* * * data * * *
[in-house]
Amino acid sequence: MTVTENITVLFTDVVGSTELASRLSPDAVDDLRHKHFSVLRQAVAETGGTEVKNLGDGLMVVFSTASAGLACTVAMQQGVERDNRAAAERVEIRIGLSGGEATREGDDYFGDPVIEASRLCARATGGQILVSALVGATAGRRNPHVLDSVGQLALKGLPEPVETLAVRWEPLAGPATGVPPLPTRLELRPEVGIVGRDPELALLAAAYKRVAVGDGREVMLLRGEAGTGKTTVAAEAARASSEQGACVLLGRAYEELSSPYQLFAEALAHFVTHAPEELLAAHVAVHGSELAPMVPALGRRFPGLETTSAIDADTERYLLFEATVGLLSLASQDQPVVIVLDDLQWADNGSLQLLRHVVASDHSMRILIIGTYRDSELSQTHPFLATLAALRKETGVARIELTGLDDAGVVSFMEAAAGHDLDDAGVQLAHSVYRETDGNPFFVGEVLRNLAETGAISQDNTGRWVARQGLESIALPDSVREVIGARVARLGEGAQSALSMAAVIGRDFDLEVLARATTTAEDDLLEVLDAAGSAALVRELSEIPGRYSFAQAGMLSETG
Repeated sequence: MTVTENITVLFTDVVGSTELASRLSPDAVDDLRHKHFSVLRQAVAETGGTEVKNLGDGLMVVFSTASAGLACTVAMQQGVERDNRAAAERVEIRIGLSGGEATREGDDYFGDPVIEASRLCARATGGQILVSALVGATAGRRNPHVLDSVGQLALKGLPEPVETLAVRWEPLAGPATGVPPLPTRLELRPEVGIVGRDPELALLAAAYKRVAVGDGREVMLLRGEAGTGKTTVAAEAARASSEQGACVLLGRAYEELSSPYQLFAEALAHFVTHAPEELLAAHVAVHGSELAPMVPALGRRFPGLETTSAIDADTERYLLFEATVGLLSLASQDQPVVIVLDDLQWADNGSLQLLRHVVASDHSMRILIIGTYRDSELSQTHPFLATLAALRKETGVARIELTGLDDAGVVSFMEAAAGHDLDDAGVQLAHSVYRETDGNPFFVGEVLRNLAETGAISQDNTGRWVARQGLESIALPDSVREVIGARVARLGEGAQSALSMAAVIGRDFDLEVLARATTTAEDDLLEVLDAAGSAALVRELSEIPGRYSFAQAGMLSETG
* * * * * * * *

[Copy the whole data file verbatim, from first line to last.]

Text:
[in-house]
Amino acid sequence: MTVTENITVLFTDVVGSTELASRLSPDAVDDLRHKHFSVLRQAVAETGGTEVKNLGDGLMVVFSTASAGLACTVAMQQGVERDNRAAAERVEIRIGLSGGEATREGDDYFGDPVIEASRLCARATGGQILVSALVGATAGRRNPHVLDSVGQLALKGLPEPVETLAVRWEPLAGPATGVPPLPTRLELRPEVGIVGRDPELALLAAAYKRVAVGDGREVMLLRGEAGTGKTTVAAEAARASSEQGACVLLGRAYEELSSPYQLFAEALAHFVTHAPEELLAAHVAVHGSELAPMVPALGRRFPGLETTSAIDADTERYLLFEATVGLLSLASQDQPVVIVLDDLQWADNGSLQLLRHVVASDHSMRILIIGTYRDSELSQTHPFLATLAALRKETGVARIELTGLDDAGVVSFMEAAAGHDLDDAGVQLAHSVYRETDGNPFFVGEVLRNLAETGAISQDNTGRWVARQGLESIALPDSVREVIGARVARLGEGAQSALSMAAVIGRDFDLEVLARATTTAEDDLLEVLDAAGSAALVRELSEIPGRYSFAQAGMLSETG
Repeated sequence: MTVTENITVLFTDVVGSTELASRLSPDAVDDLRHKHFSVLRQAVAETGGTEVKNLGDGLMVVFSTASAGLACTVAMQQGVERDNRAAAERVEIRIGLSGGEATREGDDYFGDPVIEASRLCARATGGQILVSALVGATAGRRNPHVLDSVGQLALKGLPEPVETLAVRWEPLAGPATGVPPLPTRLELRPEVGIVGRDPELALLAAAYKRVAVGDGREVMLLRGEAGTGKTTVAAEAARASSEQGACVLLGRAYEELSSPYQLFAEALAHFVTHAPEELLAAHVAVHGSELAPMVPALGRRFPGLETTSAIDADTERYLLFEATVGLLSLASQDQPVVIVLDDLQWADNGSLQLLRHVVASDHSMRILIIGTYRDSELSQTHPFLATLAALRKETGVARIELTGLDDAGVVSFMEAAAGHDLDDAGVQLAHSVYRETDGNPFFVGEVLRNLAETGAISQDNTGRWVARQGLESIALPDSVREVIGARVARLGEGAQSALSMAAVIGRDFDLEVLARATTTAEDDLLEVLDAAGSAALVRELSEIPGRYSFAQAGMLSETG